What impact will “I Got a Crush on Obama” — the semi-salacious, MTV-style video that has been viewed nearly a million times since Thursday — have on Barack Obama’s 2008 campaign?
. It’s not likely to move voters to, or from, the voting booth;
. it could help him;
. it takes the stuffing out of election advertising;
. and it has surely opened the flood gate of consumer generated political material that will to impact the YouTube election.
So how should Obama and other candidates respond to unauthorized videos that go viral on the Internet? An Obama campaign official said its team had nothing to do with the video, but otherwise declined to comment, reported ABC News.
I think Obama’s campaign should say something like “We like a laugh as much as anyone, and although this may be a little over the line of good taste, we’re flattered. Now let’s get back to the issues.”
The Crush Kicks Its Creators’ Careers Up a Notch
The “Crush” video’s creators understand the power of peer-to-peer marketing and what they are very cleverly marketing is themselves. The video pumps up the celebrity of 21-year-old Temple University journalism student Leah Kauffman and 32-year-old New York City ad executive Ben Relles – who made he video for under $2,000. A few months ago, the pair’s “My Box in a Box,” was viewed more than 3 million times on YouTube.
Kauffman and Relles used the video to launch their political commentary site called “Barely Political” which promises lots of user-generated video and also sells the team’s original song, with other merchandise to come. You can bet you’ll be seeing them covering the Democratic convention for one of the networks.
They report on their blog
“We did over 10 TV interviews…with Fox News, MSNBC, Inside Edition (on tonight!), and a bunch more. Even met John Bolton in the green room! And we’ve been featured on over 150 TV stations….Nice!”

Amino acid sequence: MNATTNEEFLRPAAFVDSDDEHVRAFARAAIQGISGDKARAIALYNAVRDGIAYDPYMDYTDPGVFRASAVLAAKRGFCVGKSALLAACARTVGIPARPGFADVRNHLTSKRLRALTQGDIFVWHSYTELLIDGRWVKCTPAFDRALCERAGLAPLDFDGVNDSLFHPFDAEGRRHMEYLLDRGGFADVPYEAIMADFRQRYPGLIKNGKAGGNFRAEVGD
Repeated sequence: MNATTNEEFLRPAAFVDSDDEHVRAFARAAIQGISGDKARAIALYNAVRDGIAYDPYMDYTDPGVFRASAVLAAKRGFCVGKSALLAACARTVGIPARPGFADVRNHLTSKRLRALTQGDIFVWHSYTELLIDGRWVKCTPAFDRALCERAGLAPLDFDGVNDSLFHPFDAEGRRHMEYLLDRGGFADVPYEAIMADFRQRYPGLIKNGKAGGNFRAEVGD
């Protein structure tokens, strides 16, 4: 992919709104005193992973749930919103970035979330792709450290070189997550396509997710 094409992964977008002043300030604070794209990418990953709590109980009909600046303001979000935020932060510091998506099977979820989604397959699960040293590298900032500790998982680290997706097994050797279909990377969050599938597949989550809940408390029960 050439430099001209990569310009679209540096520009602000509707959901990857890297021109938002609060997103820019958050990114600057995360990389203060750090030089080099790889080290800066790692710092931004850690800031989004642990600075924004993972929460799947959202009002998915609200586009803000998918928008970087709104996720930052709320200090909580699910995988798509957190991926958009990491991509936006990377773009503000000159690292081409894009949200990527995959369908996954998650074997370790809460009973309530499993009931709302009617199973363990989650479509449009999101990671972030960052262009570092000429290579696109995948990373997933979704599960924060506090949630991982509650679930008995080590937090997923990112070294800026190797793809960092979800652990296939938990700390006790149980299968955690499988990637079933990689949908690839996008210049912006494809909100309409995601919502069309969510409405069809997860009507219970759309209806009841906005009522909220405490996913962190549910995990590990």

Still no word from B : (“
Here to stay
An earlier, negative video about Hillary Clinton also got no response from her team, which has made use of YouTube by asking the public to suggest and vote on her campaign theme song. John McCain, Milt Romney and several other candidates have also been the subject of YouTube videos, and have more or less taken the “no comment” path with hope that this new medium would just go away. But user-generated content is here to stay.
What happens when the subject is negative?
What happens when a video equivalent of Swift Boat emerges will be a different story. Answer videos and blog posts pop up almost immediately when a controversial video surfaces, and all sides of the issue will play out in a far less scripted way than ever before.
Apply Sense of Humor, Rinse, Repeat
Says The NY Times: “…the video has a campy appeal while also giving a nod to the issues in a playful manner. While overtly salacious, the video is unlikely to raise any objections from the Obama campaign.”
And like we said yesterday: “Successful use of video will need to have a sense of humor, of the community that’s watching it and creating their own, and of the sea change that online activism and putting the tools of content creation in everyone’s hands creates. Negative, nasty, mean, deceptive (insert your own adjective for mainstream political marketing and advertising) will backfire on the Internet.”
Posted by B.L. Ochman